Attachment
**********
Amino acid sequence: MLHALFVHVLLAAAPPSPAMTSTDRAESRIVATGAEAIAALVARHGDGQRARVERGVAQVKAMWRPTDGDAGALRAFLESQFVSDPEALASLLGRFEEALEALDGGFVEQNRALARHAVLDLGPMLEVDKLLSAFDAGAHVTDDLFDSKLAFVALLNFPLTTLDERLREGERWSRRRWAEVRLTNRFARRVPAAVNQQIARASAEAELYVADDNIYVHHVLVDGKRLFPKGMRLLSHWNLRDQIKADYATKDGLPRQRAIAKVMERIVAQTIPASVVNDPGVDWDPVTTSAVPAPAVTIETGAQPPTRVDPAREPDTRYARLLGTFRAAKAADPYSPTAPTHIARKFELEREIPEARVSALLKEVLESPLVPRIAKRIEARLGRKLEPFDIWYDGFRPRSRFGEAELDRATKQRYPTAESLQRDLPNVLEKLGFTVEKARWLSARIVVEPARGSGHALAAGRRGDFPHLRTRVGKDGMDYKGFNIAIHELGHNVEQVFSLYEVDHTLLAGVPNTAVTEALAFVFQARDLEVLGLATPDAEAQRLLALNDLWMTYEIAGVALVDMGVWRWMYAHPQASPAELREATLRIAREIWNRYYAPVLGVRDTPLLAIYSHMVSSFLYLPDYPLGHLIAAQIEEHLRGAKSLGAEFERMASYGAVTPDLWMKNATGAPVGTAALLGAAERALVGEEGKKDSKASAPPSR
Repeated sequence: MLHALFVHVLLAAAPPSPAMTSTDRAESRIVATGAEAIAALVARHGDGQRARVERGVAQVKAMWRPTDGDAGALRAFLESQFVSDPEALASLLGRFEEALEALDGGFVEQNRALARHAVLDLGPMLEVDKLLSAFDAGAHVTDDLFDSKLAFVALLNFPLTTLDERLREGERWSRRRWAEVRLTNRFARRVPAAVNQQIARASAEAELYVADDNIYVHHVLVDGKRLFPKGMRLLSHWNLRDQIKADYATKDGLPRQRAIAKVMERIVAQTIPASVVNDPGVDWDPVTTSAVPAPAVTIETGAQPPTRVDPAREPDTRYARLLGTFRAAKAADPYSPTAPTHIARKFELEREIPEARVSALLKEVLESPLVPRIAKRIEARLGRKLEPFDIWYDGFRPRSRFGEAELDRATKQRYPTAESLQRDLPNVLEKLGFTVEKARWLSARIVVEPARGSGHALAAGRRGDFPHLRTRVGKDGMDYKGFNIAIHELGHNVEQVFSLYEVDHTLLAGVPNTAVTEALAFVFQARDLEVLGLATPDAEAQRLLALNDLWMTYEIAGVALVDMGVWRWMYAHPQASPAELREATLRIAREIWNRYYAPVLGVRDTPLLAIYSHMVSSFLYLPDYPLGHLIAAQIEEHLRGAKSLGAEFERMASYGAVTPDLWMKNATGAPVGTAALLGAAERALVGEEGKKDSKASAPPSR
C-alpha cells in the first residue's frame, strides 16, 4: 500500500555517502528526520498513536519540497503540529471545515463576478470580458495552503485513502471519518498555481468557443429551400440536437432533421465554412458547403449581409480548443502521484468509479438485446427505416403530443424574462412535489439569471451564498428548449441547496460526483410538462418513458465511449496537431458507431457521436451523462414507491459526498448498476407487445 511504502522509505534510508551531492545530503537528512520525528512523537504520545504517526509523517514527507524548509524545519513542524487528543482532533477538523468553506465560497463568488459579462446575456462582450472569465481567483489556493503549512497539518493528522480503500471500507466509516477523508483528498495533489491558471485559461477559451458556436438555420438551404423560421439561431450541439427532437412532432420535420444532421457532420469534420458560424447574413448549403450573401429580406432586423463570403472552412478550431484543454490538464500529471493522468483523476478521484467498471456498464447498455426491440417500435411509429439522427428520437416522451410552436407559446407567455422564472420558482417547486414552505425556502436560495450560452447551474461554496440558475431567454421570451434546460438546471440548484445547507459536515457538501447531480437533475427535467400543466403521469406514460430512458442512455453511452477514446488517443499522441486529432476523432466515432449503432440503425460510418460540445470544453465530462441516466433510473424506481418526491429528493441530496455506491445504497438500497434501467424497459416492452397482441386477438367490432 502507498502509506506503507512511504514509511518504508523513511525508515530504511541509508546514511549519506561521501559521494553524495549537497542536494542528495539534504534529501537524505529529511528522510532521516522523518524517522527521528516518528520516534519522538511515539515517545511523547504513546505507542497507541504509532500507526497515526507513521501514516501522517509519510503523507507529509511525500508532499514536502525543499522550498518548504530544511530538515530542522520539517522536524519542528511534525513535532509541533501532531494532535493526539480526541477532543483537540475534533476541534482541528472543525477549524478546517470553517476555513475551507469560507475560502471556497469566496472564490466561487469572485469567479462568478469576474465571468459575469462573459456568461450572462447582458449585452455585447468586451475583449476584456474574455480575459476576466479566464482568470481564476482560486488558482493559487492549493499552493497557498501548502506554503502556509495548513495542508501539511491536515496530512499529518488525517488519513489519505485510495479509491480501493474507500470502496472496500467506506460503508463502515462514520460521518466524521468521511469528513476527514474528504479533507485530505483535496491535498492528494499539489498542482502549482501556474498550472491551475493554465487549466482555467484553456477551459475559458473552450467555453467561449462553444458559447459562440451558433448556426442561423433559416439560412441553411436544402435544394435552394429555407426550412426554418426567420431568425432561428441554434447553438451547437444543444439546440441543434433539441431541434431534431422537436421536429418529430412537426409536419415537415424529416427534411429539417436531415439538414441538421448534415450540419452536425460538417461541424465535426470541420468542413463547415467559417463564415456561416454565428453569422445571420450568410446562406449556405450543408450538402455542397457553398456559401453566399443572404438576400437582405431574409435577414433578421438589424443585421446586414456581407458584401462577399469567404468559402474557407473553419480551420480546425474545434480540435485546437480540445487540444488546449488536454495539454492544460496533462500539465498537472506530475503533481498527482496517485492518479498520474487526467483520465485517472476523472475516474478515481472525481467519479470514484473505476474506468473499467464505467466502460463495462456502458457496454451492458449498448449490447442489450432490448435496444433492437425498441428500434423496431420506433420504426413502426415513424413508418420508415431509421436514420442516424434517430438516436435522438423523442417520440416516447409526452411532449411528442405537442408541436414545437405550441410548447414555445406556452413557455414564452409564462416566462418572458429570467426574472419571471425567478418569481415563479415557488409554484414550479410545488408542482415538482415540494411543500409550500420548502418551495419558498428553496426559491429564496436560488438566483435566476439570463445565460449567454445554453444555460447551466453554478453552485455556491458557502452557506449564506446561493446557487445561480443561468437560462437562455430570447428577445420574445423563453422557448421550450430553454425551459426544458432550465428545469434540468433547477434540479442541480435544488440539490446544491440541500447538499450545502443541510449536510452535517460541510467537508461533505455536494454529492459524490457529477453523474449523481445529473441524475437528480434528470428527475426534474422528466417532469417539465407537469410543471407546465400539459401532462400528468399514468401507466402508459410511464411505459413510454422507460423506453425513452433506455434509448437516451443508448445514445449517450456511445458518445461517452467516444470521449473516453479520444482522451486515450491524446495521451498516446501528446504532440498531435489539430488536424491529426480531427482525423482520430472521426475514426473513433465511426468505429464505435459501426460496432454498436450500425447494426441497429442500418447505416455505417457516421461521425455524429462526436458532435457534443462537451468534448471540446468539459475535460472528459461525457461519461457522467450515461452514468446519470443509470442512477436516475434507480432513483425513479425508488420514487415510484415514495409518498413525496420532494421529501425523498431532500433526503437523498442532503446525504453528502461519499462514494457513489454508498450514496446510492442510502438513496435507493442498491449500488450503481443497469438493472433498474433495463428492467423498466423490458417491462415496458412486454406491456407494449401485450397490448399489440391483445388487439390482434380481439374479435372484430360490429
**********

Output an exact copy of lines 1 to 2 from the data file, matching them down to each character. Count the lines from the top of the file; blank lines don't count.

Amino acid sequence: MLHALFVHVLLAAAPPSPAMTSTDRAESRIVATGAEAIAALVARHGDGQRARVERGVAQVKAMWRPTDGDAGALRAFLESQFVSDPEALASLLGRFEEALEALDGGFVEQNRALARHAVLDLGPMLEVDKLLSAFDAGAHVTDDLFDSKLAFVALLNFPLTTLDERLREGERWSRRRWAEVRLTNRFARRVPAAVNQQIARASAEAELYVADDNIYVHHVLVDGKRLFPKGMRLLSHWNLRDQIKADYATKDGLPRQRAIAKVMERIVAQTIPASVVNDPGVDWDPVTTSAVPAPAVTIETGAQPPTRVDPAREPDTRYARLLGTFRAAKAADPYSPTAPTHIARKFELEREIPEARVSALLKEVLESPLVPRIAKRIEARLGRKLEPFDIWYDGFRPRSRFGEAELDRATKQRYPTAESLQRDLPNVLEKLGFTVEKARWLSARIVVEPARGSGHALAAGRRGDFPHLRTRVGKDGMDYKGFNIAIHELGHNVEQVFSLYEVDHTLLAGVPNTAVTEALAFVFQARDLEVLGLATPDAEAQRLLALNDLWMTYEIAGVALVDMGVWRWMYAHPQASPAELREATLRIAREIWNRYYAPVLGVRDTPLLAIYSHMVSSFLYLPDYPLGHLIAAQIEEHLRGAKSLGAEFERMASYGAVTPDLWMKNATGAPVGTAALLGAAERALVGEEGKKDSKASAPPSR
Repeated sequence: MLHALFVHVLLAAAPPSPAMTSTDRAESRIVATGAEAIAALVARHGDGQRARVERGVAQVKAMWRPTDGDAGALRAFLESQFVSDPEALASLLGRFEEALEALDGGFVEQNRALARHAVLDLGPMLEVDKLLSAFDAGAHVTDDLFDSKLAFVALLNFPLTTLDERLREGERWSRRRWAEVRLTNRFARRVPAAVNQQIARASAEAELYVADDNIYVHHVLVDGKRLFPKGMRLLSHWNLRDQIKADYATKDGLPRQRAIAKVMERIVAQTIPASVVNDPGVDWDPVTTSAVPAPAVTIETGAQPPTRVDPAREPDTRYARLLGTFRAAKAADPYSPTAPTHIARKFELEREIPEARVSALLKEVLESPLVPRIAKRIEARLGRKLEPFDIWYDGFRPRSRFGEAELDRATKQRYPTAESLQRDLPNVLEKLGFTVEKARWLSARIVVEPARGSGHALAAGRRGDFPHLRTRVGKDGMDYKGFNIAIHELGHNVEQVFSLYEVDHTLLAGVPNTAVTEALAFVFQARDLEVLGLATPDAEAQRLLALNDLWMTYEIAGVALVDMGVWRWMYAHPQASPAELREATLRIAREIWNRYYAPVLGVRDTPLLAIYSHMVSSFLYLPDYPLGHLIAAQIEEHLRGAKSLGAEFERMASYGAVTPDLWMKNATGAPVGTAALLGAAERALVGEEGKKDSKASAPPSR